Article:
Thursday, May 03, 2012

Has Romney Stirred Storm Over Gay Aide?

Shamelessly pandering to those I deem to be Christofascists and appearing to be controlled by their puppet strings can have a serious negative impact on voters outside of the Kool-Aid drinking alternate universe.  With his less than titillating personality problems, repeated Etch A Sketch reincarnations, being perceived as the willing tool of the extreme right is not a plus in a general election.  Particularly with the GOP appearing increasingly anti-woman, anti-gay, anti-minority and outright racist.  While the worse demagogues of the far right may be rejoicing that Richard Grenell was driven to resign, they may not have the last laugh.  No matter what Grenell's many flaws may be, all that will be remembered is that he was driven off by the Christofascists and that Romney was too cowardly to stand up to them.  If that cowardice is so evident now, what would it be like if Romney were elected?  A piece in the New York Times looks at Romney's apparent self-inflicted wound.  Here are excerpts:

It was the biggest moment yet for Mitt Romney’s foreign policy team: a conference call last Thursday, dialed into by dozens of news outlets from around the globe, to dissect and denounce President’s Obama record on national security.

 But Richard Grenell, the political strategist who helped organize the call and was specifically hired to oversee such communications, was conspicuously absent, or so everyone thought.  It turned out he was at home in Los Angeles, listening in, but stone silent and seething. A few minutes earlier, a senior Romney aide had delivered an unexpected directive, according to several people involved in the call. 

“Ric,” said Alex Wong, a policy aide, “the campaign has requested that you not speak on this call.” Mr. Wong added, “It’s best to lay low for now.” For Mr. Grenell, the message was clear: he had become radioactive. 

It was the climax of an unexpectedly messy and public dispute over the role and reputation of Mr. Grenell, a foreign policy expert who is gay and known for his support of same-sex marriage, his testy relationship with the news media and his acerbic Twitter postings on everything from Rachel Maddow’s femininity to how Callista Gingrich “snaps on” her hair. 

[T]hose close to Mr. Grenell, known as Ric, insist that when he had sought forceful support from those who had entrusted him with a major role, the campaign seemed to be focused, instead, on quieting a political storm that could detract from Mr. Romney’s message and his appeal to a crucial constituency.

“It’s not that the campaign cared whether Ric Grenell was gay,” one Republican adviser said. “They believed this was a nonissue. But they didn’t want to confront the religious right.” Like many interviewed, this adviser insisted on anonymity to discuss internal deliberations.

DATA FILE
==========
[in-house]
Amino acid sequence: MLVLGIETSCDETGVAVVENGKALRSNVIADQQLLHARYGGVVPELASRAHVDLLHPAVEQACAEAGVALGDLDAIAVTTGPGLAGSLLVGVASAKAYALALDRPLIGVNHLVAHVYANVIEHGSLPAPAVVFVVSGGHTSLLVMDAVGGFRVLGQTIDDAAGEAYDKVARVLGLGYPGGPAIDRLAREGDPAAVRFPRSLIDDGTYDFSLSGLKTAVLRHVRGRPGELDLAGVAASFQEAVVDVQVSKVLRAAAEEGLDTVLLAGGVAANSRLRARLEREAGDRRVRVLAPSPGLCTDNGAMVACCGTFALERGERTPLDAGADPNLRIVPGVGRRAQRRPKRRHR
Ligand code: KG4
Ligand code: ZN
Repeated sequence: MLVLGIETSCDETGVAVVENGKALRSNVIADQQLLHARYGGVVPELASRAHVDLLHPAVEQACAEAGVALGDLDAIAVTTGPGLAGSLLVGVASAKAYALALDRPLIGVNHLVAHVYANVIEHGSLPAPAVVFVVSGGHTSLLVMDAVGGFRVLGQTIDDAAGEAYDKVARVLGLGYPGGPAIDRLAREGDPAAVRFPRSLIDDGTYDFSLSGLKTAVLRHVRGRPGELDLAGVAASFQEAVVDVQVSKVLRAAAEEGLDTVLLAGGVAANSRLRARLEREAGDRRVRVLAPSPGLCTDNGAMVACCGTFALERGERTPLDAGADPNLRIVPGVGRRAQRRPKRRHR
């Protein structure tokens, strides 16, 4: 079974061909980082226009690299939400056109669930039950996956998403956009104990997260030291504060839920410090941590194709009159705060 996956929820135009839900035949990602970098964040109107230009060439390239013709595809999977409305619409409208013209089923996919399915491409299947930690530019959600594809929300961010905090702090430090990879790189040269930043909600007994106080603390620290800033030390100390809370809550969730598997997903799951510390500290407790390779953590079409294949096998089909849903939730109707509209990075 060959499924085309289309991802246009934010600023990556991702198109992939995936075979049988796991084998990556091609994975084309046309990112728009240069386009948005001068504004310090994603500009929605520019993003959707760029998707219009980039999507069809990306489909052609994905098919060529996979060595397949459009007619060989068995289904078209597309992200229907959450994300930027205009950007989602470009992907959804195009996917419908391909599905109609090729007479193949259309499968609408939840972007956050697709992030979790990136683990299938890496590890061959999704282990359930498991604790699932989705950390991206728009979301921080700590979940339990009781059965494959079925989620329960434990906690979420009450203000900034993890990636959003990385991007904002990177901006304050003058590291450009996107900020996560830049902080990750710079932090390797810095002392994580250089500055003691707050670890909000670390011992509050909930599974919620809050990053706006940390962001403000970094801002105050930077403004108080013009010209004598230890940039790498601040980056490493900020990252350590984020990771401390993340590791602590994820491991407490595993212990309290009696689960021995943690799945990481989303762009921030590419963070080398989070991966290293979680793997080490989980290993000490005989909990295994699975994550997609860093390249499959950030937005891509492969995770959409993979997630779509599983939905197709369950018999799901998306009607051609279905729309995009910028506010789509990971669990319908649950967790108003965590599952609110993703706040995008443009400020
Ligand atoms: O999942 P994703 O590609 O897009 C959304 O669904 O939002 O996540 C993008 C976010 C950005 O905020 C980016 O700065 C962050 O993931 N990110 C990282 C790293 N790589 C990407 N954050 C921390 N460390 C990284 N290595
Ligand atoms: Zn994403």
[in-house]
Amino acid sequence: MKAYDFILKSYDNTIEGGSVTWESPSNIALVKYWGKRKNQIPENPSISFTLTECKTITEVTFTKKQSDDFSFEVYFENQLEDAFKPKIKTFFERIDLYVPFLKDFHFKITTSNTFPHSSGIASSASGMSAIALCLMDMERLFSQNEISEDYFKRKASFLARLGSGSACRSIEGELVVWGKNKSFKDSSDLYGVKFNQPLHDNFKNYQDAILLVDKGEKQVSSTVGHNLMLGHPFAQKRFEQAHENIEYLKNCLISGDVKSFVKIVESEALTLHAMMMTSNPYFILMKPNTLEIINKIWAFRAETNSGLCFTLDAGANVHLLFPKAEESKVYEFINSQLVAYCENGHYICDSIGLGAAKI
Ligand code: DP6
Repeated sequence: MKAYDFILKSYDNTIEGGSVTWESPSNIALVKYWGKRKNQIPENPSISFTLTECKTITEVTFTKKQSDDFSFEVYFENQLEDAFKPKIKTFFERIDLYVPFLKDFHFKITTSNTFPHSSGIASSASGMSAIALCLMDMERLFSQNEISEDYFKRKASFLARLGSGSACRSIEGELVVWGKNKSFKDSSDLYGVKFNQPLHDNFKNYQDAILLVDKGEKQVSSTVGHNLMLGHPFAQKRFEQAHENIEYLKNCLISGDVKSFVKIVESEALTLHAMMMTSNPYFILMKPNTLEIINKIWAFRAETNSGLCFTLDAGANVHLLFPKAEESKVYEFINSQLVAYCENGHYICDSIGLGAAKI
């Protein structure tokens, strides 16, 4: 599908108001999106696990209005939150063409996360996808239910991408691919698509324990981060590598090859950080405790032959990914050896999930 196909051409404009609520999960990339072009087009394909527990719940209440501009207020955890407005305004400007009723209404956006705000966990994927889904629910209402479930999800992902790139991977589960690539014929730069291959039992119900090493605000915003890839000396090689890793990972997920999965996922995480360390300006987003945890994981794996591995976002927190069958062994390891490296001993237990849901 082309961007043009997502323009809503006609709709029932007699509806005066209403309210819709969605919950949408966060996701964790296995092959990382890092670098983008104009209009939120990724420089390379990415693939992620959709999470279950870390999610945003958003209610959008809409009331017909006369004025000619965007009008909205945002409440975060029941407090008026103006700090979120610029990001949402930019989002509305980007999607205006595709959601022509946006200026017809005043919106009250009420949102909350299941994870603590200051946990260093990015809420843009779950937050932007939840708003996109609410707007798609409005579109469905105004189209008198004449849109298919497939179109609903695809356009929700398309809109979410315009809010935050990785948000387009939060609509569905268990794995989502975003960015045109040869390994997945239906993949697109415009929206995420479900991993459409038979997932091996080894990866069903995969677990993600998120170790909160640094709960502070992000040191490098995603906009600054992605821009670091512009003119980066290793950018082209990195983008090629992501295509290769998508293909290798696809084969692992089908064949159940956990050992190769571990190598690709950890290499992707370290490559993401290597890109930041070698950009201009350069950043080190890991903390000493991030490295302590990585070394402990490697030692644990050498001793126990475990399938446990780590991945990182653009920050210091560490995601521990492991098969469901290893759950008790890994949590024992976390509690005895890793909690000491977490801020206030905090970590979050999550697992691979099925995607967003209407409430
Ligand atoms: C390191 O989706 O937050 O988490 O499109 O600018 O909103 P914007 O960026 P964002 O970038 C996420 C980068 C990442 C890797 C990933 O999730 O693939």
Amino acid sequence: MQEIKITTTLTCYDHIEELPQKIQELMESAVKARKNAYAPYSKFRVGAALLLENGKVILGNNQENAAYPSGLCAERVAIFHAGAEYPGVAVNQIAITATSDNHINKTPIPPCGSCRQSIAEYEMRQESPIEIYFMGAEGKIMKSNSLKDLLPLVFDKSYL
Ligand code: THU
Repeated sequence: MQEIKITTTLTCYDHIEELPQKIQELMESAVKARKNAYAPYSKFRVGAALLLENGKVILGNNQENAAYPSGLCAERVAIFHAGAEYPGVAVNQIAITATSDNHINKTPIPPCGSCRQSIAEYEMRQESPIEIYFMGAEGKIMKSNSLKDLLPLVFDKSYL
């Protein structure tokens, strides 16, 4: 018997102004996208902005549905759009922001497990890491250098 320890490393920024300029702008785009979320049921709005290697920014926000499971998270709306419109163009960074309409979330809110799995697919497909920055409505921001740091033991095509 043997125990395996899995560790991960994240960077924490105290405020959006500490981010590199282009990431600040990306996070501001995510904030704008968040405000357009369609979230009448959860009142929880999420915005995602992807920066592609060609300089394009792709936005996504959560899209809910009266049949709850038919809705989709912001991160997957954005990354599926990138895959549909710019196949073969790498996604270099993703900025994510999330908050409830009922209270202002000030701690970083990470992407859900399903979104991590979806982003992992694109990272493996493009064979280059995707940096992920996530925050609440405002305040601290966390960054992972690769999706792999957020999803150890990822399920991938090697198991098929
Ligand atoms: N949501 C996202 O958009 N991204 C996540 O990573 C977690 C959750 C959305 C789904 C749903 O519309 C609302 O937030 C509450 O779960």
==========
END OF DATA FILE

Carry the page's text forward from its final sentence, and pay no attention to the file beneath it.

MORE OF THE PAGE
[A]nother, more troubling, protest that was harder to ignore was taking shape among some Christian conservatives: Mr. Romney, who opposes same-sex marriage, had betrayed them by hiring a gay man and an outspoken supporter of the cause.  The day after Mr. Grenell was hired, Bryan Fischer, a Romney critic with the American Family Association, told nearly 1,400 followers on Twitter: “If personnel is policy, his message to the pro-family community: drop dead.” The next day, the conservative Daily Caller published an online column that summed up the anger of the Christian right, linking Mr. Grenell’s hiring to the appointment of gay judges to the New Jersey Supreme Court

But the final straw, for Mr. Grenell, was the conference call on April 26. After being told not to speak, he felt deeply undermined, worrying it would erode his credibility with journalists who had expected to hear from him, friends said.   .  .   .  .  The day after the call, complaints from the religious right picked up steam. In the National Review on April 27, Matthew J. Franck wrote: “Whatever fine record he compiled in the Bush administration, Grenell is more passionate about same-sex marriage than anything else.” 
Christopher Barron, a founder of GOProud, a gay Republican group in Washington. [said] “It is an unforced error on their part.” He added, “It doesn’t bode well for the Romney campaign going forward if they couldn’t stand up to the most outrageous attacks about him being gay.”

Jim Talent, a former senator from Missouri who is a campaign adviser, called the episode a loss for the Romney campaign. “People with the kind of expertise that Ric has don’t grow on tree,” he said. “It’s a real setback for us, I think.”

The thought that would be Romney appointees will have to apparently be first vetted through Bryan Fischer and similar extremist hate merchants ought to scare the Hell out of independents and moderates.   The GOP has made a pact with the Devil in the form of the Christian Right and I hope it bites them in the ass big time.

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